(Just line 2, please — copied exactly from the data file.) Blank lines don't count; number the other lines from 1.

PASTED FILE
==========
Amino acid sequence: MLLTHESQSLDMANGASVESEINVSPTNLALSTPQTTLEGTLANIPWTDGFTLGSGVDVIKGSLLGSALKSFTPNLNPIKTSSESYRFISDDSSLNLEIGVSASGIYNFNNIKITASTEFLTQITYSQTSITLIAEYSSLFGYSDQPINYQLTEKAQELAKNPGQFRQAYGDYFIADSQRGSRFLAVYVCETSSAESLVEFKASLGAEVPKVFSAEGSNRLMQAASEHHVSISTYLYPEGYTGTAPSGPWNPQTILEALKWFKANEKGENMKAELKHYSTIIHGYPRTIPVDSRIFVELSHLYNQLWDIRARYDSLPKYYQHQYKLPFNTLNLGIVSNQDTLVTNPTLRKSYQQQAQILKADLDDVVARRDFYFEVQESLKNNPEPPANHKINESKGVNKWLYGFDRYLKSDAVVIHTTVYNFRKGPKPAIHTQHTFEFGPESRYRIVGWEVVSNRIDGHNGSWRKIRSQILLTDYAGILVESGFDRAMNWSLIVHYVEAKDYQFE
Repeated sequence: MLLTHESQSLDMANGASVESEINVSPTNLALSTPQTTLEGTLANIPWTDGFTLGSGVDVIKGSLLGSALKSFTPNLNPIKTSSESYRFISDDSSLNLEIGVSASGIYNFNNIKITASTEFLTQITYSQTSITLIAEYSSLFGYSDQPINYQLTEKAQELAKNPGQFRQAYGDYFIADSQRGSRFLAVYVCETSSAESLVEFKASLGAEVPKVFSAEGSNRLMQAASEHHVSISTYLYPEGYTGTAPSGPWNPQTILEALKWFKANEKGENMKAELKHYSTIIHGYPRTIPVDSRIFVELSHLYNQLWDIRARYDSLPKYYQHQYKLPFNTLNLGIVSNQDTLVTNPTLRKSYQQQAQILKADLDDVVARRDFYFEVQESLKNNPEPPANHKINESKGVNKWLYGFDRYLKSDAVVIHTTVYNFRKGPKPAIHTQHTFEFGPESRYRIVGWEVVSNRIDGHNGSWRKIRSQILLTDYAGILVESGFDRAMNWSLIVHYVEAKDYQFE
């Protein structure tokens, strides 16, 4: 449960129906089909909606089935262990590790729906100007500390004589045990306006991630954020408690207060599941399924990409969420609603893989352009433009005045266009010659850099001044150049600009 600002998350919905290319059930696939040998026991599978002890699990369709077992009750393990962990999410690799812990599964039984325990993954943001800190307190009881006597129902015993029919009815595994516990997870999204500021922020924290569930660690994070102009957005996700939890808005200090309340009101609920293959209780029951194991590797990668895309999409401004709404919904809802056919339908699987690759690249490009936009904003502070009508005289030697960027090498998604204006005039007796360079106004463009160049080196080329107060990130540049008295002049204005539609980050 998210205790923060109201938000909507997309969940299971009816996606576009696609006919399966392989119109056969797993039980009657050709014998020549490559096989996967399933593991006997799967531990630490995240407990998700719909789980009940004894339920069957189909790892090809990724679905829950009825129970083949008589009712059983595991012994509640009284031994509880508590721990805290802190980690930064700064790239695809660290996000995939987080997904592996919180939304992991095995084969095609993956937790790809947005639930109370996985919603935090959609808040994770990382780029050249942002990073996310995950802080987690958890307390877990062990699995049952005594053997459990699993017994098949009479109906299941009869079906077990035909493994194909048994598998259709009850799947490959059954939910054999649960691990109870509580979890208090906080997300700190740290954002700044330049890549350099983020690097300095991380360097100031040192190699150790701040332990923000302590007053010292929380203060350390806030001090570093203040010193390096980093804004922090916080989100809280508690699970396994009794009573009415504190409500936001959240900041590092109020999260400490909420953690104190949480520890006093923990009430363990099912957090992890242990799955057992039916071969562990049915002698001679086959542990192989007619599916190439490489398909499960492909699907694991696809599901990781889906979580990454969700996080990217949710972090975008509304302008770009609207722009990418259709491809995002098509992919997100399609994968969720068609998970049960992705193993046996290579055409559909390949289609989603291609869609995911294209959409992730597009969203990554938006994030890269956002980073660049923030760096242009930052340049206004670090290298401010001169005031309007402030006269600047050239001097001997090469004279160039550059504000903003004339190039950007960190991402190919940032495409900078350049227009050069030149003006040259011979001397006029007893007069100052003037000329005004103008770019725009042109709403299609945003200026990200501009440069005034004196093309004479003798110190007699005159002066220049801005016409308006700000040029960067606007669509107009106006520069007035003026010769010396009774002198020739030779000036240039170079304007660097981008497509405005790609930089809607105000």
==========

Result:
Repeated sequence: MLLTHESQSLDMANGASVESEINVSPTNLALSTPQTTLEGTLANIPWTDGFTLGSGVDVIKGSLLGSALKSFTPNLNPIKTSSESYRFISDDSSLNLEIGVSASGIYNFNNIKITASTEFLTQITYSQTSITLIAEYSSLFGYSDQPINYQLTEKAQELAKNPGQFRQAYGDYFIADSQRGSRFLAVYVCETSSAESLVEFKASLGAEVPKVFSAEGSNRLMQAASEHHVSISTYLYPEGYTGTAPSGPWNPQTILEALKWFKANEKGENMKAELKHYSTIIHGYPRTIPVDSRIFVELSHLYNQLWDIRARYDSLPKYYQHQYKLPFNTLNLGIVSNQDTLVTNPTLRKSYQQQAQILKADLDDVVARRDFYFEVQESLKNNPEPPANHKINESKGVNKWLYGFDRYLKSDAVVIHTTVYNFRKGPKPAIHTQHTFEFGPESRYRIVGWEVVSNRIDGHNGSWRKIRSQILLTDYAGILVESGFDRAMNWSLIVHYVEAKDYQFE